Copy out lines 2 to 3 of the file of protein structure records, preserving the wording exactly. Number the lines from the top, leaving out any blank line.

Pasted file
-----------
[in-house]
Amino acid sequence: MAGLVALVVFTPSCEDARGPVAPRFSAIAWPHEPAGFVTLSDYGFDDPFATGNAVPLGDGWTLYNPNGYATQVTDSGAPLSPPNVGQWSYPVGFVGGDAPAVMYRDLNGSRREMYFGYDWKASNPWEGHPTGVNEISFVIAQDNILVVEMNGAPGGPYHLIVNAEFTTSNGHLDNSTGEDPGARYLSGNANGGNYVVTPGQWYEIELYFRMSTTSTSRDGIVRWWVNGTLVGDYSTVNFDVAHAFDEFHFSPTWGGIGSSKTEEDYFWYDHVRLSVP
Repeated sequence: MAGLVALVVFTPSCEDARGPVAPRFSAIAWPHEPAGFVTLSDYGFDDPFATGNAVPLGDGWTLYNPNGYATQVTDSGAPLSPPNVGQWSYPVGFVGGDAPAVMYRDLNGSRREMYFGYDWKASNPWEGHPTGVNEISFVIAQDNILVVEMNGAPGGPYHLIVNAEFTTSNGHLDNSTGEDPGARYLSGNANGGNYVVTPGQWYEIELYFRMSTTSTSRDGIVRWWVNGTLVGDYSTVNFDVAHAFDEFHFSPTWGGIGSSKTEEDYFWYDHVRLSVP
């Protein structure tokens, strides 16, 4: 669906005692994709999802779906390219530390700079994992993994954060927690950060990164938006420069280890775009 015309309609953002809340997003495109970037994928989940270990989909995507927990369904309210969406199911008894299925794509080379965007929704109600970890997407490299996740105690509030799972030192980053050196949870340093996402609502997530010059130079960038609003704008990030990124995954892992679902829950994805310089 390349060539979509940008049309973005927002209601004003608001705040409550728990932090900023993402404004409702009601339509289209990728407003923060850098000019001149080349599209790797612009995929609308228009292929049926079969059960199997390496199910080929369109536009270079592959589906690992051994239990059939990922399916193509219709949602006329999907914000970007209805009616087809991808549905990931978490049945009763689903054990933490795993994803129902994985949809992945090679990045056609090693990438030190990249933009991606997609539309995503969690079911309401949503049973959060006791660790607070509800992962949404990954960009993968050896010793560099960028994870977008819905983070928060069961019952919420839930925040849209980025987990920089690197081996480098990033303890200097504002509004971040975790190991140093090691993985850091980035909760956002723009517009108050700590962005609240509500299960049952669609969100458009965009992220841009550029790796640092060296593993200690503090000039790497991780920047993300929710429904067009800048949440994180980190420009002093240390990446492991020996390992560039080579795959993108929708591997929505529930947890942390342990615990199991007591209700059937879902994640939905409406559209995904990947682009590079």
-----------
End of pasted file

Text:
Amino acid sequence: MAGLVALVVFTPSCEDARGPVAPRFSAIAWPHEPAGFVTLSDYGFDDPFATGNAVPLGDGWTLYNPNGYATQVTDSGAPLSPPNVGQWSYPVGFVGGDAPAVMYRDLNGSRREMYFGYDWKASNPWEGHPTGVNEISFVIAQDNILVVEMNGAPGGPYHLIVNAEFTTSNGHLDNSTGEDPGARYLSGNANGGNYVVTPGQWYEIELYFRMSTTSTSRDGIVRWWVNGTLVGDYSTVNFDVAHAFDEFHFSPTWGGIGSSKTEEDYFWYDHVRLSVP
Repeated sequence: MAGLVALVVFTPSCEDARGPVAPRFSAIAWPHEPAGFVTLSDYGFDDPFATGNAVPLGDGWTLYNPNGYATQVTDSGAPLSPPNVGQWSYPVGFVGGDAPAVMYRDLNGSRREMYFGYDWKASNPWEGHPTGVNEISFVIAQDNILVVEMNGAPGGPYHLIVNAEFTTSNGHLDNSTGEDPGARYLSGNANGGNYVVTPGQWYEIELYFRMSTTSTSRDGIVRWWVNGTLVGDYSTVNFDVAHAFDEFHFSPTWGGIGSSKTEEDYFWYDHVRLSVP